Over the last years Russia has violated and walked away from key arms control agreements.
With today’s decision on New START, the whole arms control architecture has been dismantled.
I strongly encourage Russia to reconsider its decision and to respect existing agreements. 

And with that, I give the floor to you, Dmytro, please.



NATO Spokesperson Oana Lungescu:
Okay, we'll start with Interfax Ukraine, lady at the bank.

Irina Somer, Ukranian News Agency Interfax:
Thank you Oana. Ukrainian News Agency Interfax, Ukraine, Irina Somer. Secretary General, what is your assessment of today's Putin threat? How serious are they? If you allow, I will quote: the more long range weapons the West gives Kiev, the further Russia will be forced to push the threat away from itself.

NATO Secretary General Jens Stoltenberg:
What you have seen today is that President Putin is in no way preparing for peace. He's preparing for more war. He's preparing for new offensives, and he is mobilizing more troops and sending in more weapons and that's exactly why we need to step up our support for Ukraine, because it will be a tragedy for Ukrainians but also dangerous for all of us, if President Putin wins in Ukraine. Then we have to remember this is this is a war of choice. This is a war of aggression. Russia decides to invade a neighbour, Ukraine. And Ukraine of course has the right to defend itself. That's enshrined in the UN Charter. And we, NATO Allies, EU members, all of us have the right to provide support to Ukraine. And that's exactly what we are doing.

Then, of course, NATO Allies, we are providing support to Ukraine, unpresented support. We step up and deliver more heavier, more advanced weapons and we have constant consultations with Ukraine on different types of weapons, but also on how to ensure that all the systems, all the weapons that are already there work as they should.

Because we need to remember this is not only about providing new systems but also ensuring that the artillery, the armor, the air-defence systems, which have been delivered already, have the spare parts, have the ammunition, have the maintenance, have the fuel they need to function, and therefore this is really a battle of logistics. And that's reason why I also welcome the meeting today, where we focus on how we can ensure that we provide all the supplies and all the support Ukraine needs to defend itself.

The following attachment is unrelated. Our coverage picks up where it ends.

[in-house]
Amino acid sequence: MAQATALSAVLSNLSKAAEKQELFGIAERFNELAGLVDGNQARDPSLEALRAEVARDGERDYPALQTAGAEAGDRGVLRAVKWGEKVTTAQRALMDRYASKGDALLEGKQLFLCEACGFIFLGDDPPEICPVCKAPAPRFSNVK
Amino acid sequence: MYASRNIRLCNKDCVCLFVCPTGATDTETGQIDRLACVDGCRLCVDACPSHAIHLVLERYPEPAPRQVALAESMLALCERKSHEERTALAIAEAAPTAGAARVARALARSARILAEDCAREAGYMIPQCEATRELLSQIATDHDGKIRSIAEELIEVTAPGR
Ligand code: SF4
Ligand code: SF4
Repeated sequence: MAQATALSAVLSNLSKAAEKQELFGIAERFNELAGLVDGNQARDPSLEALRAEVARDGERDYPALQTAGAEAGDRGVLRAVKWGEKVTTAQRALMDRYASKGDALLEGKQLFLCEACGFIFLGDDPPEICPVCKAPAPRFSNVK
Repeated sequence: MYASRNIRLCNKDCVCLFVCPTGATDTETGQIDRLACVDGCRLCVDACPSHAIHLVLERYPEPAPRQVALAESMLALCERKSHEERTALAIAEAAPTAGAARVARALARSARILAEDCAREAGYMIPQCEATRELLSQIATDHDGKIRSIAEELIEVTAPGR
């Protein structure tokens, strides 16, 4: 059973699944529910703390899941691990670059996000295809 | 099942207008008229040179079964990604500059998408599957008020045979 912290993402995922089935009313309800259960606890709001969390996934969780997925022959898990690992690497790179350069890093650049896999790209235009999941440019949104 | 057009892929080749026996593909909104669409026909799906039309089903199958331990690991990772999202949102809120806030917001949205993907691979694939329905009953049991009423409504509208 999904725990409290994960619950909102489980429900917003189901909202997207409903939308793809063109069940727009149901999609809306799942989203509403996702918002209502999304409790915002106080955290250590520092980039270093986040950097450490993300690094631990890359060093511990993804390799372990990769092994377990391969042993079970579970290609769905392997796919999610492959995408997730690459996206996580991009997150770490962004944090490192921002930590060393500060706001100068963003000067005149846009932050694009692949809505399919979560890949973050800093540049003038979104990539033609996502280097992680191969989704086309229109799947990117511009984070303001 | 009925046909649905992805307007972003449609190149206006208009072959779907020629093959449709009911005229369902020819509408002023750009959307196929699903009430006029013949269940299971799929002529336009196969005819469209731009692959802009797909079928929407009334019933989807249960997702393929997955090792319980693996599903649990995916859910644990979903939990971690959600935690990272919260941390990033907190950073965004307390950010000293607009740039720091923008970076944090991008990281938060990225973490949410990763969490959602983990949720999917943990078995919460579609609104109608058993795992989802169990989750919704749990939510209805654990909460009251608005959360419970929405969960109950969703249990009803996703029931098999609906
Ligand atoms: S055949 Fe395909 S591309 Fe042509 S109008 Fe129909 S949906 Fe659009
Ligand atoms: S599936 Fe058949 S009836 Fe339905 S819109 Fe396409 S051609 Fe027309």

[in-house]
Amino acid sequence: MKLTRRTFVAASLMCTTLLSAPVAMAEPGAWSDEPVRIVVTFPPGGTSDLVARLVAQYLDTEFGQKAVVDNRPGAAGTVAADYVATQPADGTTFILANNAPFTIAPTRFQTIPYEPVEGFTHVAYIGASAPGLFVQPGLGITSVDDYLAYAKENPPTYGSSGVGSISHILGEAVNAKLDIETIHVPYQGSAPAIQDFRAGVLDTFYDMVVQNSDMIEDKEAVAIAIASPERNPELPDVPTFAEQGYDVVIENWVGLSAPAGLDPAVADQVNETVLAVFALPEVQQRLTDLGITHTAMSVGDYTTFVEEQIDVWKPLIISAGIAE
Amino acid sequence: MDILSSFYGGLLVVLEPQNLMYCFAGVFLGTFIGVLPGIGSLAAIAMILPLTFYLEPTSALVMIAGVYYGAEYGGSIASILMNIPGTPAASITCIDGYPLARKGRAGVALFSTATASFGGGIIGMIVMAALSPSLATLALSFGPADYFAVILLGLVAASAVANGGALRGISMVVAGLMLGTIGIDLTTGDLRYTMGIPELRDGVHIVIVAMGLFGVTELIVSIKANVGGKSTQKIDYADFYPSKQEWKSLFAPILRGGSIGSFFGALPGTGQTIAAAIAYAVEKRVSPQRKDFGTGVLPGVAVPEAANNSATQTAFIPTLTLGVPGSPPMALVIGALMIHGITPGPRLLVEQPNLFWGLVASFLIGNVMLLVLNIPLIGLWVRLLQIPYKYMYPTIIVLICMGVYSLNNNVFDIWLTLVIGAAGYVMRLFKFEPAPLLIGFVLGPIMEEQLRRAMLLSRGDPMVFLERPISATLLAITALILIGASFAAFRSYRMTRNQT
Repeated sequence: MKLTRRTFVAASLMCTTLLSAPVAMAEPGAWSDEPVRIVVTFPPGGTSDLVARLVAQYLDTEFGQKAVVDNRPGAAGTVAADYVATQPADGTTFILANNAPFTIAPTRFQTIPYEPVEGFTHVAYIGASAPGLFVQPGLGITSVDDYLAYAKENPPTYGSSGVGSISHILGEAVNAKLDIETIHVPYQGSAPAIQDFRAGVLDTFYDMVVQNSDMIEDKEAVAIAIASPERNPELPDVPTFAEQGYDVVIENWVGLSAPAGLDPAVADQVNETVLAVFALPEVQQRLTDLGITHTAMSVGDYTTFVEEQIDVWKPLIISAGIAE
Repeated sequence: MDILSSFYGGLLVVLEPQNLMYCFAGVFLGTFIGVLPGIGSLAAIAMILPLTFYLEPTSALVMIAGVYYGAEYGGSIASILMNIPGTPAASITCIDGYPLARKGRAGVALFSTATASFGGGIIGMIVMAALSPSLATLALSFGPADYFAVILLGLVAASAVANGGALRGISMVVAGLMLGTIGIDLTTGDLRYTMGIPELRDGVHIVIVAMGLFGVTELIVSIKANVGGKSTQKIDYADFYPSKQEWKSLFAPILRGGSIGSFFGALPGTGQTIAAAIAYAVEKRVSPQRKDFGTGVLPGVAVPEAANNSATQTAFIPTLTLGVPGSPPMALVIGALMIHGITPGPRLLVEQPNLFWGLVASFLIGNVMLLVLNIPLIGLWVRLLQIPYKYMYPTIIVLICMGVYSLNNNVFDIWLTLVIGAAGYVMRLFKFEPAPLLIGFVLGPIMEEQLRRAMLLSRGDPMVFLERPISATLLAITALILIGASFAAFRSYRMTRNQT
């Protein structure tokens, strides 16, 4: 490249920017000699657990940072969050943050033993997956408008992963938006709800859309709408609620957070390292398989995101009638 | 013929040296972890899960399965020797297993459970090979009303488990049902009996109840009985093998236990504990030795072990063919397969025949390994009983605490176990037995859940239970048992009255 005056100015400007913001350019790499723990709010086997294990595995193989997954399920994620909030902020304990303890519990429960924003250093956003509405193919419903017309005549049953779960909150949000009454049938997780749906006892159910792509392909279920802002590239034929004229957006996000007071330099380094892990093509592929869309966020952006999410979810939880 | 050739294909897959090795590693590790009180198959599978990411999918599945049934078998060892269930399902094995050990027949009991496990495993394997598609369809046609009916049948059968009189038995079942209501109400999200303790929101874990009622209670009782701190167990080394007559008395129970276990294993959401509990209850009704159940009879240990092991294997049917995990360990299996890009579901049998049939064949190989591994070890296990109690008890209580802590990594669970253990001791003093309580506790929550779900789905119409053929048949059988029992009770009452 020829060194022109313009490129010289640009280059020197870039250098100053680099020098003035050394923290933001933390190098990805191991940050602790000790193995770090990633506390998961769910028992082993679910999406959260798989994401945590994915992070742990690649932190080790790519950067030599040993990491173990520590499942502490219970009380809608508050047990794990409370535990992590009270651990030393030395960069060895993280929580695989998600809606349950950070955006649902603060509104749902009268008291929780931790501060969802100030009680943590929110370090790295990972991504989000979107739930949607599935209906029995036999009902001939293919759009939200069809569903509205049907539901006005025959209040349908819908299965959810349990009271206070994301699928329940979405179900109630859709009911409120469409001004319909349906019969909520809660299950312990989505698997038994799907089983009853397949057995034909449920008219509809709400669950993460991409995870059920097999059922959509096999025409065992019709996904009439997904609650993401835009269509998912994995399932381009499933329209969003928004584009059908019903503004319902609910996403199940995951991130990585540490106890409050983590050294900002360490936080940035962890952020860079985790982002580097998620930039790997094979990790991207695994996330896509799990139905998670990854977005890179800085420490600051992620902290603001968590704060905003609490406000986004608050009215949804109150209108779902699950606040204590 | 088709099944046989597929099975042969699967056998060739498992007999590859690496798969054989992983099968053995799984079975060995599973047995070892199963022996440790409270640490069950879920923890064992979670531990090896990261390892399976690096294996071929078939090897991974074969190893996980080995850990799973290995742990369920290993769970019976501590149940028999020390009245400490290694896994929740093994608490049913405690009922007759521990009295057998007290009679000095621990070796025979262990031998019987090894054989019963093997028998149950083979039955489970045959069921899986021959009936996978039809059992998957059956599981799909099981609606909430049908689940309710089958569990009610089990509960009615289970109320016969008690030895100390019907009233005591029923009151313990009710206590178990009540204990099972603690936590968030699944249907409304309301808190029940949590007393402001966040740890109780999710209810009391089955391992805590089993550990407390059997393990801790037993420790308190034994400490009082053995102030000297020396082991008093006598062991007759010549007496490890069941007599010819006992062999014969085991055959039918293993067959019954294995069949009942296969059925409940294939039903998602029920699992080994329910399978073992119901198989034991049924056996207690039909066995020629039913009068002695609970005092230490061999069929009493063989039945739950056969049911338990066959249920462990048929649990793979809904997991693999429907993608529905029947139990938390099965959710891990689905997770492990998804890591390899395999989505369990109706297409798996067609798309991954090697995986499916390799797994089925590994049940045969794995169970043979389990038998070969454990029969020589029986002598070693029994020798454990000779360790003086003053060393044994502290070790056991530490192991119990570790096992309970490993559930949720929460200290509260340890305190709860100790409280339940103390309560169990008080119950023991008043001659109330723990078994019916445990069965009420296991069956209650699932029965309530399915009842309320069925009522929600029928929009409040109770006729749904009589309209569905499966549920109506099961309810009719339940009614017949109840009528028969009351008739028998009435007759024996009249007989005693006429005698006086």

Then, of course, NATO also has another task, and that is to prevent this war from escalating beyond Ukraine. And that's reason why we, on the morning of the invasion, activated our defence plans, and added thousands of more troops to our presence in eastern part of the Alliance, backed by significant air and naval power to send a very clear message to Moscow that NATO is there to protect every inch of NATO territory. If one Ally is attacked, it will be regarded as an attack on the whole Alliance. So we will continue to support Ukraine for as long as it takes and we will continue to provide a credible deterrence and defence for all NATO territory.

NATO Spokesperson Oana Lungescu:

James Bays, Al Jazeera:
James Bays from Al Jazeera. Secretary General, on New START, can you tell us how worried should we all be? Does it make the world a more dangerous place now?
NATO Secretary General Jens Stoltenberg:
More nuclear weapons and less arms control makes the world more dangerous. And that's the reason why in NATO we have worked so hard to engage Russia on issues related to arms control and why NATO Allies have supported the New START, and also why I'm calling on Russia today to reconsider its decision to suspend its participation in the New START agreement.

We have to remember that this is one of the last major arms control agreements we have. After Russia started to violate the agreement that banned older intermediate range weapons, the INF Treaty, that led to the demise of that treaty a few years ago. Now they're actually suspending the other big nuclear arms control treaty, the New START, which regulates and puts limits on the total number of long range strategic weapons.